Satisfaction, that is, the fulfillment of certain acts of penance that the confessor indicates to the penitent to repair the damage caused by sin.

And after confession, God is more joyful than ourselves. Nowhere has Jesus expressed, in a more beautiful way, what happens in the Sacrament of Penance than in the parable of the kind father, chapter 15 of the Gospel of Luke.

“Voice of Jesus: you called me when I walked away from you; arms of Jesus: you lifted me up when I slipped and fell; heart of Jesus: you loved me even when I sinned.”


The Pope said last Sunday:

“Jesus knows that converting is not easy and he wants to help us. He knows that many times we fall back into the same mistakes and the same sins, that we become discouraged and, perhaps, it seems to us that our efforts for good are useless, in a world where evil seems to reign. And then, after his call, he encourages us with a parable that illustrates God’s patience. We must think about the patience of God, the patience that God has with us. Jesus offers us the consoling image of a fig tree that does not bear fruit within the established period, but whose owner does not cut it down, gives it more time, gives it another possibility. I like to think that a beautiful name for God would be: “The God who gives another Possibility.” He always gives us another chance. Always. Always. This is his mercy, this is how the Lord does with us, he does not distance us from his love, he does not become discouraged, he does not tire of giving us confidence with tenderness. Brothers and sisters, God believes in us, God trusts us and accompanies us with patience: God’s patience with us. He does not get discouraged, but always puts hope in us. God is Father and looks at you like a Father, like the best of Dads. He does not see the results that you have not yet achieved, but rather the fruits that you can bear. It does not keep track of your faults, but rather enhances your possibilities. It doesn’t dwell on your past, but rather confidently bets on your future. Because God is close, he is at our side. It is God’s style, let us not forget: closeness. He is close with mercy and tenderness, so God accompanies us. He is close, merciful and tender. Let us, therefore, ask the Virgin Mary to instill in us hope and courage, and to kindle in us the desire for conversion.”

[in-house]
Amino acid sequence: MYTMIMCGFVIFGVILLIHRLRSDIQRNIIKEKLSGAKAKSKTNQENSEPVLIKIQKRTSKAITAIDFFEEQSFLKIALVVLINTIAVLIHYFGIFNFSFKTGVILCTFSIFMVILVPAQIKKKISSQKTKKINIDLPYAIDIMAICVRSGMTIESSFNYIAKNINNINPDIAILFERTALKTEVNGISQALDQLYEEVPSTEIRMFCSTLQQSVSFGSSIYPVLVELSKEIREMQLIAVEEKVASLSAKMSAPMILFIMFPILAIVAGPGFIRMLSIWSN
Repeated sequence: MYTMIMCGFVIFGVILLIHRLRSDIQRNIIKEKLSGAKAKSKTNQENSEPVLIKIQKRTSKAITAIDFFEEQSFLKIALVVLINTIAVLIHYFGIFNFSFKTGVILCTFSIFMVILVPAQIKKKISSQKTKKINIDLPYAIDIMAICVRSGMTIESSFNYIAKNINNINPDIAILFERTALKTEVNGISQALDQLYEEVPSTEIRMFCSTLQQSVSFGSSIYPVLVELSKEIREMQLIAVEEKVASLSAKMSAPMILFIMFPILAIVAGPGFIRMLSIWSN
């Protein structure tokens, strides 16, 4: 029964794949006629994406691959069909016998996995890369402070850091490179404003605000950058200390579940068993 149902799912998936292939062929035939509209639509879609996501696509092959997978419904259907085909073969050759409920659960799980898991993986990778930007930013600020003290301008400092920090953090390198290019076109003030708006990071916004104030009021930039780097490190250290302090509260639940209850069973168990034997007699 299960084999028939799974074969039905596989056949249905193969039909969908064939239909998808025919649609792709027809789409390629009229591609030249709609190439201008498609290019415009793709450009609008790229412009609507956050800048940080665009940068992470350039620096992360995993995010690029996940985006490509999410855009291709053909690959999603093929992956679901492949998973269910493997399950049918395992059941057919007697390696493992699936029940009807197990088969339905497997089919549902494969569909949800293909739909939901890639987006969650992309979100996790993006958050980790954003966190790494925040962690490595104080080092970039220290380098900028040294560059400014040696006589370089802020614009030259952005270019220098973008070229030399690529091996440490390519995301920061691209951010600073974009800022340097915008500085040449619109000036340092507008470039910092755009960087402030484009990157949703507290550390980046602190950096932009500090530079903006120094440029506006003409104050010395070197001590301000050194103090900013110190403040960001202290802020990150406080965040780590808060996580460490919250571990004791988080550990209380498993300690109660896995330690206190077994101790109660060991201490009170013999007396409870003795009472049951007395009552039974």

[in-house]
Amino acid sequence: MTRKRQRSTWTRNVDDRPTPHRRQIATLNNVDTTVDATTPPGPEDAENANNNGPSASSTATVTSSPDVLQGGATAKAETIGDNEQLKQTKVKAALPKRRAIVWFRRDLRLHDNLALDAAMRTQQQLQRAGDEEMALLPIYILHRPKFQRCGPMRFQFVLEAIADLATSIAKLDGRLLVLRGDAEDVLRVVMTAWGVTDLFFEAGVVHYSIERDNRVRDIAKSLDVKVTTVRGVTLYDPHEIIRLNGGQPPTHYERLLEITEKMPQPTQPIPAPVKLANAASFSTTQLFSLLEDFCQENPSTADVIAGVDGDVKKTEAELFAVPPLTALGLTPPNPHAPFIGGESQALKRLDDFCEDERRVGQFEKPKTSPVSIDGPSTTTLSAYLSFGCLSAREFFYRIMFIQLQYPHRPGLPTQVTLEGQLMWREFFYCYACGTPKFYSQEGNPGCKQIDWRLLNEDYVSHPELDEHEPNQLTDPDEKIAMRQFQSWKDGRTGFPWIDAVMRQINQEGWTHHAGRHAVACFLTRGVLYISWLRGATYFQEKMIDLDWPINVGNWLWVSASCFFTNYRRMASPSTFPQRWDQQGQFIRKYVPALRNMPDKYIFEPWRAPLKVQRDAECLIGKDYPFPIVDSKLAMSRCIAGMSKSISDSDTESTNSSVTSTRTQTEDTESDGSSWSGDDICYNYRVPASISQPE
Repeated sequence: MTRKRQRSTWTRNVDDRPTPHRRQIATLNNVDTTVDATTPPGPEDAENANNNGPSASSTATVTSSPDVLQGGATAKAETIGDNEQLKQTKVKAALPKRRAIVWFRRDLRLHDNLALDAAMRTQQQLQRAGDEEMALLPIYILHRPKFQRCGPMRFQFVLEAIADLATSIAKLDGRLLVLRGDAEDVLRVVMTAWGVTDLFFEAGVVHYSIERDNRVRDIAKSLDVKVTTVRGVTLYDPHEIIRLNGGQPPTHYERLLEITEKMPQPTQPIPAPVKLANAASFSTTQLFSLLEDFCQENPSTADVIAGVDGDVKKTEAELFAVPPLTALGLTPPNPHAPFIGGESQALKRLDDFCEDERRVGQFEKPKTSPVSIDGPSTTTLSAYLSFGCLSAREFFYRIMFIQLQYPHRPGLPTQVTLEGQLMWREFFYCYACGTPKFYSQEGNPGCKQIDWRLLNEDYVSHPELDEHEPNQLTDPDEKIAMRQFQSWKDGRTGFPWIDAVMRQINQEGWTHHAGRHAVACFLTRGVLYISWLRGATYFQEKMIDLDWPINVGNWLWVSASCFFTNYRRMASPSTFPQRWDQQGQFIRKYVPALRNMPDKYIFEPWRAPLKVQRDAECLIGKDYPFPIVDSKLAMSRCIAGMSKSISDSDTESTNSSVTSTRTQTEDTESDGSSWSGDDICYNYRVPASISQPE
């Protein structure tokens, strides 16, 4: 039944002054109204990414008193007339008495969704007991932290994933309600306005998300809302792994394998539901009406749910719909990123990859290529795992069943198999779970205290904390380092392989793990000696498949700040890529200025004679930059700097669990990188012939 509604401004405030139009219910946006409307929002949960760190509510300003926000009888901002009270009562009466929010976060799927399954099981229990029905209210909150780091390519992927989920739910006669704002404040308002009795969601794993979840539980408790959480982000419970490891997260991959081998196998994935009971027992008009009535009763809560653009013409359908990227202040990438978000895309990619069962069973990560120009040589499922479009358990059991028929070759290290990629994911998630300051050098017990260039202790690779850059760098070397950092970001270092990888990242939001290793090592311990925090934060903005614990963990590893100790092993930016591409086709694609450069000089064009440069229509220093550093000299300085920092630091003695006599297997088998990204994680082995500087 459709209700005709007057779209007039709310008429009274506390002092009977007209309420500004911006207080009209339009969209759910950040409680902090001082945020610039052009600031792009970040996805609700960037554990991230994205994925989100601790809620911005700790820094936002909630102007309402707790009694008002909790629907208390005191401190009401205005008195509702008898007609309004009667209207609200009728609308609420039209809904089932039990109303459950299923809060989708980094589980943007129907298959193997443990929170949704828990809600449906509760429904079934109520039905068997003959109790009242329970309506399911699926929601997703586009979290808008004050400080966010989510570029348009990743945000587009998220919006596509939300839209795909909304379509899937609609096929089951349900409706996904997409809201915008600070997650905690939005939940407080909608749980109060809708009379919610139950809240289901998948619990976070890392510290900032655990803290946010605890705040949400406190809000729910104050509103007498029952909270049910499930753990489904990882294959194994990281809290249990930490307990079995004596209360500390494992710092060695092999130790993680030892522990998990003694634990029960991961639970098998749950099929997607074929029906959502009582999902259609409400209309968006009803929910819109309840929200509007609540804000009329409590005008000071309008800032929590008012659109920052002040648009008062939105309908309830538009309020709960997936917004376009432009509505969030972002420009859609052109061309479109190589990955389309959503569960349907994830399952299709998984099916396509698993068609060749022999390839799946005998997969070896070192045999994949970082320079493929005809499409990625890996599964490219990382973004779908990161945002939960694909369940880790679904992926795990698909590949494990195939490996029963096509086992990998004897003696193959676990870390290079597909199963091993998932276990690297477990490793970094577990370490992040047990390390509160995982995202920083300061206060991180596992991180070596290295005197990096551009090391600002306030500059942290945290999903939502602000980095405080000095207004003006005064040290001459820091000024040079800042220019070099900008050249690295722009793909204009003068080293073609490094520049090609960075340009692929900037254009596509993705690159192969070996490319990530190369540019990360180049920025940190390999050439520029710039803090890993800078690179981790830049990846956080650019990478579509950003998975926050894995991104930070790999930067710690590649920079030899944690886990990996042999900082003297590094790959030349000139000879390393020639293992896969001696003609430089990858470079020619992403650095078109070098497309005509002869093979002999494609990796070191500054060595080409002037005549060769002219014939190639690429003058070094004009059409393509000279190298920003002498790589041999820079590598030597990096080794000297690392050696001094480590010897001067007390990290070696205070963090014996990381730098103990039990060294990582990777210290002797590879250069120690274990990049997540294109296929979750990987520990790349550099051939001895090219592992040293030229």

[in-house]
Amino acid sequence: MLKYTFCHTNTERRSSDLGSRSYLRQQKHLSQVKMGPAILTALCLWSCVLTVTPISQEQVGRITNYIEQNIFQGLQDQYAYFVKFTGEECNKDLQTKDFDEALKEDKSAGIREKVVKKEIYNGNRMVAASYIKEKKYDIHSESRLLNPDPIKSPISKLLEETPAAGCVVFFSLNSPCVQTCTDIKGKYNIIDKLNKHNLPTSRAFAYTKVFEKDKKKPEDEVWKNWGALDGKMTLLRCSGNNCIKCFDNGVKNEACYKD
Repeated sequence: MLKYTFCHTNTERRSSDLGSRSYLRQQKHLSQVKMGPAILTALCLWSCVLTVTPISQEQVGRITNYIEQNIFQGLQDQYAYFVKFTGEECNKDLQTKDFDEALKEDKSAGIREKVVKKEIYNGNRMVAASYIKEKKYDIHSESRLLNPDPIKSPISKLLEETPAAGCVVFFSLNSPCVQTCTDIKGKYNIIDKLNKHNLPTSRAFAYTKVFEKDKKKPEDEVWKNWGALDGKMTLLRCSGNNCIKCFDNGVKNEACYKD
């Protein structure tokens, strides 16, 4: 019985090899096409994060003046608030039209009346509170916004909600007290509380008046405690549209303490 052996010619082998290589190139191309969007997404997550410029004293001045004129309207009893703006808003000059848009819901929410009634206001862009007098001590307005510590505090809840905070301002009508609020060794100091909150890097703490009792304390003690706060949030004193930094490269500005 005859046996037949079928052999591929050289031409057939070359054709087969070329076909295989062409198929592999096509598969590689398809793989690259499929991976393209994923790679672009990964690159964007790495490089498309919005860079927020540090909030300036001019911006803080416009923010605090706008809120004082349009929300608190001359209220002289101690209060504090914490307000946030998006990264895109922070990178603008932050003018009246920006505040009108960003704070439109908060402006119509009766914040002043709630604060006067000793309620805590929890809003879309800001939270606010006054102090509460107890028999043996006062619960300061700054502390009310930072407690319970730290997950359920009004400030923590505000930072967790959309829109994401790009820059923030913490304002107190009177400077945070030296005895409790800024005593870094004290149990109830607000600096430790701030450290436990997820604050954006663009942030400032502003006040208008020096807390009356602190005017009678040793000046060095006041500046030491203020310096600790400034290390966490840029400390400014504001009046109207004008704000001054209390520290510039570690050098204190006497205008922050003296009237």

We pray with Father Benjamín González Buelta: “I alone, what can I be? One day I chose to be a reflection without sun, water without a source, a voice without a throat and I got lost in myself. You kept me sun in your eyes, water in your hands, voice in your ear and I found myself in you. Since then you illuminate me, you fertilize me, you pronounce me and I find you in me. I alone, what can I be?”

After confession, the Word of God tells us in the Second Letter to the Corinthians chapter five verses 17 to 21.


This is the second reading of today’s liturgy, which tells us, in summary: a clean slate.


On March 25, the Pope consecrated our people, the Church and all of humanity, especially to Russia and Ukraine. We pray a fragment of this prayer:

“Accept, oh Mother, our supplication. You, star of the sea, do not let us be shipwrecked in the storm of war. You, ark of the new alliance, inspire projects and paths of reconciliation. You, land of heaven, bring God’s harmony back to the world, extinguish hatred, appease revenge, teach us to forgive, free us from war, preserve the world from the nuclear threat. Queen of the Rosary, awaken in us the need to pray and love. Queen of the human family. shows the people the path of brotherhood. Queen of Peace, choose peace for the world.”

And God’s Blessing for all. We bow our heads to receive it. At the end of each invocation we pray: Amen.

God, Merciful Father, grant you all, like the son who returned, the joy of returning to your father’s house… Amen.

Christ, model of prayer and life, guide us to the authentic conversion of the heart through the path of Lent… Amen.

May the spirit of wisdom and strength sustain you in the fight against the evil one, so that you can celebrate the Easter Victory with Christ… Amen.

And the Blessing of Almighty God, Father, Son and Holy Spirit descend upon all of you, upon your families and be with you always… Amen.